Breaking the Cycle of Domestic Violence

East Hampton’s The Retreat works on prevention from the ground up.
Awareness and education are key to the ending of domestic abuse. Photo: Kinga Howard

By Jenna Lebovits

In the ’80s on the East End, talk of domestic violence was hush-hush. Pastors, therapists and school employees offered quiet, underground support. Resources in the region were scarce, yet vital, for abuse survivors, so a grassroots movement began: In 1987, a circle of daring and concerned individuals joined forces to establish The Retreat, whose mission is to provide safety, shelter and support for anyone experiencing relationship abuse and to break the cycle of family violence. Five years later, the organization opened the doors of an 18-bed emergency shelter.

“The Retreat’s main goal is to help people have safer, healthier, happier and more meaningful connections and relationships in everyday life,” shares Courtney Hyland, associate director of prevention education at The Retreat. The nonprofit—which is the East End’s primary domestic and sexual violence prevention agency—provides an abundance of free, confidential offerings such as an emergency shelter, 24-hour hotline, legal advocacy and counseling services, and prevention education, which, according to Hyland, “is our jam.”

The Retreat’s prevention initiatives start early—as soon as third grade—where they work to help students in local schools identify and express their feelings. The lessons are age-appropriate, relatable and interactive, all the while remaining sensitive to the unique dangers of the digital age. “It can be so tricky—not just for youth, but for adults—to know how to assert boundaries without breaking the relationship off,” shares Helen Atkinson-Barnes, the education program director. “You might have somebody who’s pressuring you for location sharing, passwords or pictures. To be able to know what’s right for you and comfortable, and know when somebody is crossing that line, is important.” 

In middle school, the Respect in Relationships program focuses on identifying healthy and toxic behaviors in friendships. How to be a supportive friend, a good listener and how to navigate pressure and boundaries is also taught. In high school, students are involved in Healthy Relationships Don’t Hurt, a program that educates about consent and bystander intervention strategies, and provides overall support. “It’s a very safe space,” shares Maeve Bailey, current high school student and a Retreat Teen Leadership Council Ambassador. “I loved how each lesson was in the shoes of a teenager and problems you can get into and ways to solve them.”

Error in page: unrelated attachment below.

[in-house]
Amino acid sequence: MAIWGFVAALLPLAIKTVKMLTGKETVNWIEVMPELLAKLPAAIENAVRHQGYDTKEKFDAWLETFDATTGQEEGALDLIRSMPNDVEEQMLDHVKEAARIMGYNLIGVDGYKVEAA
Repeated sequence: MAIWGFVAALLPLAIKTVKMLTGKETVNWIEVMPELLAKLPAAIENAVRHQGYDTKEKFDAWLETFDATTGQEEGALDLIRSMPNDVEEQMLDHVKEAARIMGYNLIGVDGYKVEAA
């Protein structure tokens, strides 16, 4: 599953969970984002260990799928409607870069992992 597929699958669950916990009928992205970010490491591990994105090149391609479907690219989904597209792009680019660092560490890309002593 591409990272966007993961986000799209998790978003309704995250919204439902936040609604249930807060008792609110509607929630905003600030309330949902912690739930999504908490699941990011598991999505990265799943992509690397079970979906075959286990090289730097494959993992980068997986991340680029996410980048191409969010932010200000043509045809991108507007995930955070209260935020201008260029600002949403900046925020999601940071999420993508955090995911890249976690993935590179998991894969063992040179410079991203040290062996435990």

The prevailing message in all of The Retreat’s youth initiatives is simple: Love is learned. “We see models of relationships—healthy or unhealthy—and we might not know that what we’re experiencing is an unhealthy or abusive behavior,” shares Hyland. For the nonprofit, preventing domestic violence starts with shifting the narrative away from stigma and silence, and creating space for conversation. “The more we talk about it, the more awareness that we raise,” says Hyland. “And that’s our ultimate goal, for everyone to be aware of these behaviors.”

Tips for talking to youth about healthy relationships:

1. Be a role model.

Consider your own relationships first—your feelings, values and expectations; these serve as the model for your child’s relationships.

2. Talk and listen.

Start early and talk often. Facilitate healthy, honest and open adult-child conversations.

3. Be honest.

Discuss and define differences between healthy and toxic relationships, and what kinds of behaviors are never acceptable. 

4. Encourage healthy practices.

Help them develop skills for problem-solving, boundary-setting and discovering their passions. 

Don’t miss The Retreat’s annual All Against Abuse Benefit—an exciting opportunity to support its mission—on June 8 at the Southampton Arts Center.